Poolside Problems: Chlorine and Eczema
Last updated: July 2021
Water is one of my two-year-old daughter's favorite things to play in and with. She loves helping me wash dishes. She loves playing in the shower and has blast during her baths as well. In the summertime, going to the pool is one of her favorite pastimes. However, pools can be problematic for my skin sensitive sweetheart.
Chlorine and eczema
The chlorine in some pools and water parks seems to have a calming and soothing effect on her skin and atopic dermatitis. Yet, at other pools, it seems to be more problematic than not. I am not certain if it's the amount of chlorine or some other cleaning agents used at each pool that cause different effects on her skin.
Temperature and environment
I have noticed that whether the chlorine is a help or a hindrance seems to differ based on the temperature of the water and environment as well.
Indoor pools and water parks
For example, at an indoor pool/water park, with higher levels of chlorine in which the environment felt humid or felt like dry heat, her atopic dermatitis seemed to worsen. At this pool/water park or water park the chlorine level was so high it burned our eyes when we went under the water or water got in our eyes. We could also smell the chlorine and either the chlorine or humidity gave me and several others a headache.
Outdoor water park
Yet, when we went to an outdoor large water park, which was made to simulate a beach, the chlorine levels seemed lower because it did not smell as strong or burn our eyes. It seemed to help deescalate her already existing flare-up rather than causing more flare-ups or worsening her existing flare-up.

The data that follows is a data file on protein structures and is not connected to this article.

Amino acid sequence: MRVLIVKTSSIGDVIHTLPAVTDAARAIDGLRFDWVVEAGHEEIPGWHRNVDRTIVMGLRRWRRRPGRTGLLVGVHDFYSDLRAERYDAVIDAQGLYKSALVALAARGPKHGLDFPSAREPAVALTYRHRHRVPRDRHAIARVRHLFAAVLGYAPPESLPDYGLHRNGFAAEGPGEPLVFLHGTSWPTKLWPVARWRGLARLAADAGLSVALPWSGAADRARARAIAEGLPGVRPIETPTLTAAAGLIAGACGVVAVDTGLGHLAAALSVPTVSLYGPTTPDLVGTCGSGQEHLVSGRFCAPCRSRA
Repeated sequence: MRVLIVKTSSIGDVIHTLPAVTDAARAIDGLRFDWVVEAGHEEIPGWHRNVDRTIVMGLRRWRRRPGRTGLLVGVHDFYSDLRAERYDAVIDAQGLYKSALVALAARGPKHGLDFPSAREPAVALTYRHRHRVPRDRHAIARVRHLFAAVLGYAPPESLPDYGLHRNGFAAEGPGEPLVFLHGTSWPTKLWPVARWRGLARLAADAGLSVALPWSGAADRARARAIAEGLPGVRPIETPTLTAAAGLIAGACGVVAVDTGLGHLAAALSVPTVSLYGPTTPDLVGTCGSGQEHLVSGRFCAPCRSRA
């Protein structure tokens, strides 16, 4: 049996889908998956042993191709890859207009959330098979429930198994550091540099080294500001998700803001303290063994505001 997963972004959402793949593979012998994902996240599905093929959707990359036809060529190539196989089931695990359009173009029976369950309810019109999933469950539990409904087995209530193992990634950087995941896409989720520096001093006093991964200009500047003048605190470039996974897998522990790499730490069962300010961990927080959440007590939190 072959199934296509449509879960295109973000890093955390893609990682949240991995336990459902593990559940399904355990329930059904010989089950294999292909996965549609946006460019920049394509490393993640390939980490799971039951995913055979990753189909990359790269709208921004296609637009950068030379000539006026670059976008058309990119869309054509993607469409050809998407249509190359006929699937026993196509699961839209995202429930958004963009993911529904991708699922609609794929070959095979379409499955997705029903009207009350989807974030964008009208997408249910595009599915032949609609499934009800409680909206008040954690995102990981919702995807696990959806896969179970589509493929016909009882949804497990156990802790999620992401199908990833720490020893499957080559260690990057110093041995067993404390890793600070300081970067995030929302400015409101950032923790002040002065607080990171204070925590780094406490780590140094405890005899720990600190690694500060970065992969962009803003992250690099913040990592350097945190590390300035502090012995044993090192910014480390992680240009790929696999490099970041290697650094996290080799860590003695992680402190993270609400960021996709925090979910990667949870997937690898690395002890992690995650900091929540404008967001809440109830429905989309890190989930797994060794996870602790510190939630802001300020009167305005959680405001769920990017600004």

Is it the chlorine?
We had experiences at multiple pools and water parks, this year and last, but there was a noticeable difference in the levels of chlorine or whatever cleaning agent was used. Perhaps, other factors played a role in the differing effects the water had on her atopic dermatitis but this was the only consistent variable I noticed.
But after any pool experience, no matter the level of chlorine, it is always imperative that my toddler takes a shower with her own personal moisturizing skin products, is patted dry with a soft cotton towel and then uses her moisturizing lotion immediately afterward on her damp skin to minimize or prevent her AD skin flare-ups.
Packing for the pool
This means making sure to bring all her products with me when we go to a public pool with a shower and not using the soaps and products some pools and water products have in their shower. It helps me to play out her skincare routine in my head as I pack her bag. A list of products may also be helpful as well. I also have to have a text message ready to inform anyone who takes her to the pool of the proper steps to keep her routines as consistent as possible. Finding what works for her and how it differs at each pool has been challenging, but being prepared and consistent has made all the difference in her preventing the poolside side affects.
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